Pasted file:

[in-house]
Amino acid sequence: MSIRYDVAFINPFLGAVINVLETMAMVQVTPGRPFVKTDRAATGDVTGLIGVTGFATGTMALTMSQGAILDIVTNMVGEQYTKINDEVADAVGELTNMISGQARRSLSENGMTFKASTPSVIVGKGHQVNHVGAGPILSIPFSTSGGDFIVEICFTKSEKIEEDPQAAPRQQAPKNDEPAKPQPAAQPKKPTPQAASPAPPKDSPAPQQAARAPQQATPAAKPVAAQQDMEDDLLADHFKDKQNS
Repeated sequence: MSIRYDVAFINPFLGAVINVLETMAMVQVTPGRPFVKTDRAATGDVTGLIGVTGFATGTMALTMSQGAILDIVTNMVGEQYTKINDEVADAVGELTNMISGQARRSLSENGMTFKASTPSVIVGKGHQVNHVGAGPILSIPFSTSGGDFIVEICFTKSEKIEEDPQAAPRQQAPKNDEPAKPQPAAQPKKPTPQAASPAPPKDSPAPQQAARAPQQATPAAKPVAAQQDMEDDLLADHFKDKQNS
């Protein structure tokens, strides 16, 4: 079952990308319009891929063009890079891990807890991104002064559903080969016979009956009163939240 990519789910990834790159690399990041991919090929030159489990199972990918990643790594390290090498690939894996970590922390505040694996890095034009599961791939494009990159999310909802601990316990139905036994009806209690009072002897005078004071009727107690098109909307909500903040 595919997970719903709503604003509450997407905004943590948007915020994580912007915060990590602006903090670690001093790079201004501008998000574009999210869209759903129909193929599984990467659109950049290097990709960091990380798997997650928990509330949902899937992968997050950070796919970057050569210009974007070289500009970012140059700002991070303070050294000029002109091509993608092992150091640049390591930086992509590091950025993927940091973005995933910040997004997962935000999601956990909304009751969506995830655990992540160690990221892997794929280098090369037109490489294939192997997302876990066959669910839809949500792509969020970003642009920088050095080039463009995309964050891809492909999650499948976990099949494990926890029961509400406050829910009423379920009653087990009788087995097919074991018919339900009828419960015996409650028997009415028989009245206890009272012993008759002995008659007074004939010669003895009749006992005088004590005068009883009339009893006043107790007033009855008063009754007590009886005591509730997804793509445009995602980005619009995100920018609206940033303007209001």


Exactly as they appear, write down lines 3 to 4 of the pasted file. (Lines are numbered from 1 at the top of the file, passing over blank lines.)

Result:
Repeated sequence: MSIRYDVAFINPFLGAVINVLETMAMVQVTPGRPFVKTDRAATGDVTGLIGVTGFATGTMALTMSQGAILDIVTNMVGEQYTKINDEVADAVGELTNMISGQARRSLSENGMTFKASTPSVIVGKGHQVNHVGAGPILSIPFSTSGGDFIVEICFTKSEKIEEDPQAAPRQQAPKNDEPAKPQPAAQPKKPTPQAASPAPPKDSPAPQQAARAPQQATPAAKPVAAQQDMEDDLLADHFKDKQNS
């Protein structure tokens, strides 16, 4: 079952990308319009891929063009890079891990807890991104002064559903080969016979009956009163939240 990519789910990834790159690399990041991919090929030159489990199972990918990643790594390290090498690939894996970590922390505040694996890095034009599961791939494009990159999310909802601990316990139905036994009806209690009072002897005078004071009727107690098109909307909500903040 595919997970719903709503604003509450997407905004943590948007915020994580912007915060990590602006903090670690001093790079201004501008998000574009999210869209759903129909193929599984990467659109950049290097990709960091990380798997997650928990509330949902899937992968997050950070796919970057050569210009974007070289500009970012140059700002991070303070050294000029002109091509993608092992150091640049390591930086992509590091950025993927940091973005995933910040997004997962935000999601956990909304009751969506995830655990992540160690990221892997794929280098090369037109490489294939192997997302876990066959669910839809949500792509969020970003642009920088050095080039463009995309964050891809492909999650499948976990099949494990926890029961509400406050829910009423379920009653087990009788087995097919074991018919339900009828419960015996409650028997009415028989009245206890009272012993008759002995008659007074004939010669003895009749006992005088004590005068009883009339009893006043107790007033009855008063009754007590009886005591509730997804793509445009995602980005619009995100920018609206940033303007209001």